President Trump on Tuesday pardoned suffragist Susan B. Anthony in commemoration of the 100th anniversary of the ratification of the 19th Amendment, which gave women the right to vote. Anthony was arrested in 1872 for voting when women were banned from the process. In response, New York Lieutenant Governor Kathy Hochul tweeted, “As highest ranking woman elected official in New York and on behalf of Susan B. Anthony’s legacy we demand Trump rescind his pardon. She was proud of her arrest to draw attention to the cause for women’s rights, and never paid her fine. Let her Rest In Peace, Donald Trump.” The 19th Amendment was ratified 100 years ago in 1920, 14 years after Anthony’s death. It was not implemented equally. Black women wouldn’t enjoy full voting rights for decades, until passage of the Voting Rights Act of 1965. Anthony herself has been accused of racism for focusing on white women’s suffrage instead of voting rights for all women.
In California, Governor Gavin Newsom has declared a state of emergency as more than 30 wildfires burn across the state amid one of the worst heat waves in years. Climate scientists say the fires are driven by the unrelenting rise of atmospheric carbon dioxide levels, which are increasing the frequency, severity and duration of extreme heat waves.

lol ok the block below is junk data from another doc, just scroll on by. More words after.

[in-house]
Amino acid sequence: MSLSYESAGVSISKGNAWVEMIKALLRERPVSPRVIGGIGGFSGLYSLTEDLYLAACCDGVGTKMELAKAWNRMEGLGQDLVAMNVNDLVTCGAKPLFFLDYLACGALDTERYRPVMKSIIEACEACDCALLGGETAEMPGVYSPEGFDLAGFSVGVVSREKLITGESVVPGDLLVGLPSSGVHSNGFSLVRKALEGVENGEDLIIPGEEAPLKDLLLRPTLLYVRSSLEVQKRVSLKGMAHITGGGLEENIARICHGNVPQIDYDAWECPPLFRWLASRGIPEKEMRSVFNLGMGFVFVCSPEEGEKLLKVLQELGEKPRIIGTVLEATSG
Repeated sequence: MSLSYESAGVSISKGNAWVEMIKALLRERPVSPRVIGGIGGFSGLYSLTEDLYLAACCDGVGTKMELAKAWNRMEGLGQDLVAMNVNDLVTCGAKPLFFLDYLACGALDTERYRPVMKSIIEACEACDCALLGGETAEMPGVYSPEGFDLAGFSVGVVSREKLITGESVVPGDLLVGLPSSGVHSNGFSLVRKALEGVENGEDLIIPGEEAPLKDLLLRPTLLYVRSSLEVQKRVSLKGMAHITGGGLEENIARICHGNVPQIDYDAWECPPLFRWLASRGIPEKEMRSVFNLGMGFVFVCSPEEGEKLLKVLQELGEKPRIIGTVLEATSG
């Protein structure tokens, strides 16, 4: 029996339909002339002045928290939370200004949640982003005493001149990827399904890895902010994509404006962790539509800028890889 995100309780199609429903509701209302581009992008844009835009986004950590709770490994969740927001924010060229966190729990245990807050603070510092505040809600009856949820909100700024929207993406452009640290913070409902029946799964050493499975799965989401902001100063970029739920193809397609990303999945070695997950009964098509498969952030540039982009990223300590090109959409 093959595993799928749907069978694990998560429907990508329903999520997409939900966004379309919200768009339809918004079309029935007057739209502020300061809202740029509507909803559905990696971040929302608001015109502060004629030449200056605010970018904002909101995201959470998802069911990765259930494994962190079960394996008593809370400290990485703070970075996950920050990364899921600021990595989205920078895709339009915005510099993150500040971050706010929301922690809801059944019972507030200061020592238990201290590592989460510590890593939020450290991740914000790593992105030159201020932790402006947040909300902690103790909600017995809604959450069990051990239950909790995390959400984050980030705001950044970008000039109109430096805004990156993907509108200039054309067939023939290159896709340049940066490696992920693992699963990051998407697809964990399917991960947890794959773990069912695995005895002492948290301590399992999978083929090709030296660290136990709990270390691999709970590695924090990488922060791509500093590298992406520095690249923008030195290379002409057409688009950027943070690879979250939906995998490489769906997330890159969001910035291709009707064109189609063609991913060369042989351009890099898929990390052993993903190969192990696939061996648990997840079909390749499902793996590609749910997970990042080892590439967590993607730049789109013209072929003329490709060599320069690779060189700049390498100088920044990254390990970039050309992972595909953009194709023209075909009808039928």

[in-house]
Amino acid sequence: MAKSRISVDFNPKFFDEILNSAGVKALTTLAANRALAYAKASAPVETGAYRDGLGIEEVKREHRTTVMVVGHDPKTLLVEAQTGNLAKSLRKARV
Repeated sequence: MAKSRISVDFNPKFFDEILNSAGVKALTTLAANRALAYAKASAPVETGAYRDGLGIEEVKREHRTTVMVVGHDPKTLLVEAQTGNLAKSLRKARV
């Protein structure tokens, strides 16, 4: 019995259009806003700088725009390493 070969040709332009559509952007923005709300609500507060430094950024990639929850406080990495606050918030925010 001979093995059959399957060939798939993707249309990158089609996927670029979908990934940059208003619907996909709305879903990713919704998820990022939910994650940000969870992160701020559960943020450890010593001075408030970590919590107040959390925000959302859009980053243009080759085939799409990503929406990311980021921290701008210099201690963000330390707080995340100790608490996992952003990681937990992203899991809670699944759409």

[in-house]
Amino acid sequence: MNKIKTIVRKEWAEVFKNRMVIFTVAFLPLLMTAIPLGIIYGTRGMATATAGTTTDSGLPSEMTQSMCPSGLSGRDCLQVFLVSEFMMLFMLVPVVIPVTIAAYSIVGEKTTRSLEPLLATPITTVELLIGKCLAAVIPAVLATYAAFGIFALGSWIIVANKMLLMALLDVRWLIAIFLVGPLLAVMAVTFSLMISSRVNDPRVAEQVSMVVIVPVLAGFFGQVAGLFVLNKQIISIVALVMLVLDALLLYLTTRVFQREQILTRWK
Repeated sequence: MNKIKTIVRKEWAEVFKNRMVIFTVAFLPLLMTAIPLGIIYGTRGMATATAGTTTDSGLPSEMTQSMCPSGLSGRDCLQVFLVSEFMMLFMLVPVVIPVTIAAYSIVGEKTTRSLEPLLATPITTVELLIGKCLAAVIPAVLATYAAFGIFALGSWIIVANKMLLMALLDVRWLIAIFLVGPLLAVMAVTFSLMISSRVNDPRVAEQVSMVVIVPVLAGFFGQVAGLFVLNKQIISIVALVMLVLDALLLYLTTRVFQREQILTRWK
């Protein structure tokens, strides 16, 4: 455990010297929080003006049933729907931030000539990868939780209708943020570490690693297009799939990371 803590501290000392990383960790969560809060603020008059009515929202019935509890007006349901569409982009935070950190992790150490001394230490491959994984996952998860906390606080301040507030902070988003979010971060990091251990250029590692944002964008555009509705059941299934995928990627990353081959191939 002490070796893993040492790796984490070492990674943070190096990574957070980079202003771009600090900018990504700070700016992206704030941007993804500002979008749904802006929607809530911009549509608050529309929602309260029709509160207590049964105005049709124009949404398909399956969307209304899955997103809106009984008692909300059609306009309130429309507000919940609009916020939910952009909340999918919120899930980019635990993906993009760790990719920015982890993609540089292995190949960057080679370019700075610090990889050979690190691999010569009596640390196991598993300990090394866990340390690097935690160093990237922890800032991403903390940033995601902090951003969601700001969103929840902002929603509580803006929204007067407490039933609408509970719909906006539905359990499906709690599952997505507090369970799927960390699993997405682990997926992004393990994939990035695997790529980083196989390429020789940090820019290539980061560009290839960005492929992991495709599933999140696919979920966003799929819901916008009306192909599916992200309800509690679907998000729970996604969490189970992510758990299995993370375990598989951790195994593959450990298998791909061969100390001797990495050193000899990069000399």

A federal judge on Monday temporarily blocked part of a Trump administration policy that would end anti-discrimination protections for transgender patients under the Affordable Care Act. The rule was announced in June and was supposed to take effect on Tuesday.
In related news, a federal judge in Idaho has temporarily blocked a state law that banned transgender women and girls from joining sports teams corresponding to their gender identity. Idaho Republican Governor Brad Little signed the law in March, stating athletes should endure invasive examinations of their “internal and external reproductive anatomy” to “verify” their sex and gender identity.
A secretive ethics board newly created by the Trump administration is urging the U.S. government to stop funding medical research that uses human fetal tissue donated after elective abortions. The National Institutes of Health board was convened less than three weeks ago, and at least two-thirds of its members are outspoken anti-choice advocates or opponents of fetal tissue research. Scientists have long considered fetal tissue research a valuable tool that could advance the understanding of several diseases and potentially be used in developing cures or vaccines — including for the coronavirus.